Retrospective: Unlock London Hackathon

May 22, 2012

This blog post is *ancient*, and preserved only for historical record.

Lessons learnt from the Unlock London Hackathon.

I had an email on May 16th, asking for some assistance in setting up the wifi network for another hackathon. After my impromptu assistance at LondonRealtime went down so well, and “saved the network”; apparently I was a natural choice for the next one.

At least I knew (sorta) the network layout at White Bear Yard.

The main difference between this one and the last, was a bit more warning on the side of “We’re gonna need wifi”, but there was still a clause that it’s gotta be ”flawless” - Their words, not mine.

Given the budget for the network was about £400, I recommended a stack of cheap Access Points (which are the ones I used at LondonRealtime, and they’re actually insanely good, considering they’re less than 20 quid each), a couple of 24 port switches, and a smallish ethernet router.

In this scenario, the router doesn’t actually do a lot other than NAT, and DHCP.

Last time around, we used my Cisco 2621XM, this time, they bought a Cisco RVS4000. Actually a solid bit of kit. I’m pretty impressed with that part of the network, aside from the fact that it’s DHCP server doesn’t seem to be able to handle anything larger than a /24 network address for the DHCP pool. Anyway.

The switches do almost nothing, so unmanaged switches are fine. There’s no need for anything too heavy here, because there’s no need for a VLAN, and nothing intelligent going on at all.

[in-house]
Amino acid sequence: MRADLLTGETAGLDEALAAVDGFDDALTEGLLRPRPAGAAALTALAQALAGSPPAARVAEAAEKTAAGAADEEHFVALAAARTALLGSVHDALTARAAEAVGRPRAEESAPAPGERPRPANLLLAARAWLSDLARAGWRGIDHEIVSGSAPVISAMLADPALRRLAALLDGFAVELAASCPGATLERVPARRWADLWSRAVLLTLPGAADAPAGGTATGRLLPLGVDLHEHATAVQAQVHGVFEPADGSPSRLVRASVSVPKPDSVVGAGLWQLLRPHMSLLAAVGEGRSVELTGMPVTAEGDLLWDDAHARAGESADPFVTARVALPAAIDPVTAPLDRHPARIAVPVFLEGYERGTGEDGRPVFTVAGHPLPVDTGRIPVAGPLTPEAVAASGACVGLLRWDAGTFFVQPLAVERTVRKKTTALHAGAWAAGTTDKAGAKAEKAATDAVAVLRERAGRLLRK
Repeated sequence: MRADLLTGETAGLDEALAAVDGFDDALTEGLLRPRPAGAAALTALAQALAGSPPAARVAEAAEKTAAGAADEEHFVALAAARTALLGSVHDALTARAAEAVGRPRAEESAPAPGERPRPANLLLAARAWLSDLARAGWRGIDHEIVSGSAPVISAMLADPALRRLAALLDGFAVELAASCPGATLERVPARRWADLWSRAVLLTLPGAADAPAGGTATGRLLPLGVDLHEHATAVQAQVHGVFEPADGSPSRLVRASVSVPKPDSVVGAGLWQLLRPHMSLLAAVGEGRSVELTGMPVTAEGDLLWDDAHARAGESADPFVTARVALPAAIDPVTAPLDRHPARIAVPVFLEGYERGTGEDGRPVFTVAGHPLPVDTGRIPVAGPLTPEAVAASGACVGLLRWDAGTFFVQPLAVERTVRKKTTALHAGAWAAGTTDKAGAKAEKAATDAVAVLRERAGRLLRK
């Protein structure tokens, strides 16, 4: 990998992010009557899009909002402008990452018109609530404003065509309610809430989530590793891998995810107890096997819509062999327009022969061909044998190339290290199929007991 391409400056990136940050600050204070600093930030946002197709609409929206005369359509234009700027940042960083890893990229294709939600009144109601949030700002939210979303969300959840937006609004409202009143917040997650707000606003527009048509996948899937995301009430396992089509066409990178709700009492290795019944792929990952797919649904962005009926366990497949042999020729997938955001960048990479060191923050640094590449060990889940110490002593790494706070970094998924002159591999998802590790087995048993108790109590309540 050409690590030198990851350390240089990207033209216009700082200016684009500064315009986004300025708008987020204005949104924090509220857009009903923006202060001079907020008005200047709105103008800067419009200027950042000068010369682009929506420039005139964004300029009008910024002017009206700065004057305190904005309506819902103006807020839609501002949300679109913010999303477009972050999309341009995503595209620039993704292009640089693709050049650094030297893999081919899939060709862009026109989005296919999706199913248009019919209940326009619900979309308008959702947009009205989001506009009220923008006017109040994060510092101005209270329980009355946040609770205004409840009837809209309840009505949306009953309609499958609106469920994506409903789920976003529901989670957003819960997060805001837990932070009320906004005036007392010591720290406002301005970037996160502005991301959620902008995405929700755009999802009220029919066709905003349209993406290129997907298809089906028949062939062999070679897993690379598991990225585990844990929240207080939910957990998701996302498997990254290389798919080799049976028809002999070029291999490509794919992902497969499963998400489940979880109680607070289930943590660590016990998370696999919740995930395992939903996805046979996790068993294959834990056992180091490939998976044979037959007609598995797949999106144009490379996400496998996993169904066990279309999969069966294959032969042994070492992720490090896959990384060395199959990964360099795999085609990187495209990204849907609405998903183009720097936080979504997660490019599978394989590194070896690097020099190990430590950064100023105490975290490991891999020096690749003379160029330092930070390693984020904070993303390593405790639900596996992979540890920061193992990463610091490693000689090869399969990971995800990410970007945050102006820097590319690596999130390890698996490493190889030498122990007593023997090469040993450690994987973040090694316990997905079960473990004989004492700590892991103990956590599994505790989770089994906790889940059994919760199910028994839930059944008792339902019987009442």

All the Access Points are configured identically. Static IP address, WPA2-PSK, 802.11bgn, and the same SSID.

The advantage of this is that you get some form of client-side roaming, a bunch of different APs, with different ESSIDs, but the same SSID, and most OSes are intelligent enough to figure out how to move you around across channels and APs.

We had 10 Access Points, 5 on each floor, about 10-15 metres apart.

By and large, it worked pretty well. The problem came a lot later on, when you get 150+ people, each with >1 devices. Interestingly, we never exhausted the DHCP pool, not on the first day, and the peak throughput was touching 55Mbit. That’s quite impressive alone.

At about 2 PM, the organiser of the event called me, as apparently some people were experiencing pretty heavy packetloss connecting to the network. I did some investigation, and discovered 2 interesting things.

  1. The wifi itself was still rock solid, and I could ping any device from anywhere else on the network. That’s one potential problem ruled out.
  2. The packetloss was occurring between the 3rd hop and the rest of the world.

Connectivity between the two floors was also fine. Each floor has it’s own switch, and the connection between the two was also fine.

Basically, it looked like this. - 5 - 10 ms (Our router) - 10 - 20 ms (Their first edge switch) - 6501ms (Their core switch) - 8ms (Their CPE)

So there’s a pretty enormous jump and a lot of packetloss associated with the connection between and It turns out, that those 2 are layer 3 switches for the building.

Here’s my theory:

On an average day, there’s 100-200 people in the building, spread across 3-4 floors, across 3-4 switches (depending on who you talk to). That amount of traffic is fine for the upstream provider, who supply a 1Gbit pipe into the building.

What we did, however is take 150 people, and 150+ devices, and shove it all down one port on a HP Procurve switch, instead of spreading it out across a bunch of ports.